Rebiya is mother of 11 children, six from her first marriage and five from the second. Her present husband Sidik Haji Rozi is a famous intellectual and a freedom activist of East Turkistan who managed to escape from Xinjiang to USA in 1996 and is currently working at Radio Free Asia. Unlike most other members of the national parliament of China, Rebiya has been already a no-nonsense representative in NPC. She had become ‘notorious’ for pointing out government's mistakes and insensitivities towards ethnic minorities which cost her re-nomination to the NPC in 1998.
 
But her problems with the Communist bosses of Beijing took a serious turn when RFA broadcasted excerpts from some secret official documents of the Beijing government which are kept away from general masses and media of China but are shared among senior political and military functionaries. Beijing alleged that she had passed on secret documents related to 'anti-terrorism operations' in Xinjiang to her exiled husband. In August 1999, she was arrested while she was on her way to meet some visiting research officials of the US Congress in Beijing.
 
In March 2000, she was sentenced to a long-term jail term, which led to strong support for her in many Parliaments, including those of the UK, USA and also from many international human rights groups. In 2004, the Human Rights House Foundation honoured her with Rafto Prize to put pressure on Beijing to release her. Finally threatening pressure from the US government led to her release and flight to USA from the Chinese jail on 'medical grounds' to pave way for the upcoming visit of US Secretary of State Condoleezza Rice.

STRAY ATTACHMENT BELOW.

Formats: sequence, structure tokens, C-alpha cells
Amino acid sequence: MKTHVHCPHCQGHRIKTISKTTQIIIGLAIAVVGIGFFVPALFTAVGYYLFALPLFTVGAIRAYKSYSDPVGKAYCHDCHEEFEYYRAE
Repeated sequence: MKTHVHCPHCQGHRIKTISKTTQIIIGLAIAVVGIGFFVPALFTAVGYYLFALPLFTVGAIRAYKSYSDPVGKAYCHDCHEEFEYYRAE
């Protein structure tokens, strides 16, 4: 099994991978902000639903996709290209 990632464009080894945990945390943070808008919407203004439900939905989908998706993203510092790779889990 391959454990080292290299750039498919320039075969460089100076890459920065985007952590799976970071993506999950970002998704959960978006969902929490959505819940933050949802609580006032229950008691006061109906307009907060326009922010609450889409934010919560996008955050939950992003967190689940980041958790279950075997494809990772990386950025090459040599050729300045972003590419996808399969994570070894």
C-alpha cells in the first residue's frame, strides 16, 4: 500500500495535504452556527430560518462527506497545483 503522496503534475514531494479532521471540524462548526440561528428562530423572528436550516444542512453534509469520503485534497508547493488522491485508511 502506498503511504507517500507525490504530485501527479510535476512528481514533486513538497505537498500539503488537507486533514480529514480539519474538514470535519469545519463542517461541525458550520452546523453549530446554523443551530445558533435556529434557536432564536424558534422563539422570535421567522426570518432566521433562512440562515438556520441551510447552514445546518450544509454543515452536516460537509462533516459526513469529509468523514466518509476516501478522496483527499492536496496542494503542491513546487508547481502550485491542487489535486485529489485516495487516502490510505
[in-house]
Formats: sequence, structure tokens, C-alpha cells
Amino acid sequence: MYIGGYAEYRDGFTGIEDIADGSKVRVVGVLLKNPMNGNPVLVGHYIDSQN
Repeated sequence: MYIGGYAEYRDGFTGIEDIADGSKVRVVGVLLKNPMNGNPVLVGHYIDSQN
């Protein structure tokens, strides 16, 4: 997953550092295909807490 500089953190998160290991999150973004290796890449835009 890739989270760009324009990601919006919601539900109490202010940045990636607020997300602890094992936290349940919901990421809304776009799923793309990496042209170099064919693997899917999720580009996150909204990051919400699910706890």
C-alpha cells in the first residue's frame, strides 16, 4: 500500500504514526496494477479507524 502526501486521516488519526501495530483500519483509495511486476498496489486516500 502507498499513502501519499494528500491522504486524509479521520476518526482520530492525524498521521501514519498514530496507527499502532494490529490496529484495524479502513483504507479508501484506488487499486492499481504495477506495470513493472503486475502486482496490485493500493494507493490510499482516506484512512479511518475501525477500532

Since then she has been fighting for the freedom of East Turkistan. Rebiya was elected as the second President of World Uyghur Congress, the umbrella body of various organisations of East Turkistan. In 2009, when a film, ‘Dragon Fighter’, based on her autobiography with same title, was scheduled to be premiered in the Melbourne Film Festival, the government of China raised objections and threatened the organisers to pull it down. It even mounted pressure on the Australian government not to issue visa to Rebiya whom Beijing has branded as a 'terrorist'. But neither the festival organisers nor the Australian government obliged. No surprise the film and her book became an instant hit. In protest, all Chinese films were pulled out of the festival. In China, many of her children are frequently in and out of China's jails only to put pressure on her to stop her from running the freedom movement of East Turkistan.
 
Rebiya travels across the world to raise awareness about her colonised country. Although the Communist government of China has been trying to paint her and every other Uyghur as a 'terrorist', she has been nominated five times for the Nobel Peace Prize since 2007. I interviewed her first in Tokyo when she was elected as the international President of 'Free Indo-Pacific Alliance' (FIPA) an international joint front of countries which are colonized or are facing arrogance of present-day Communist government of China.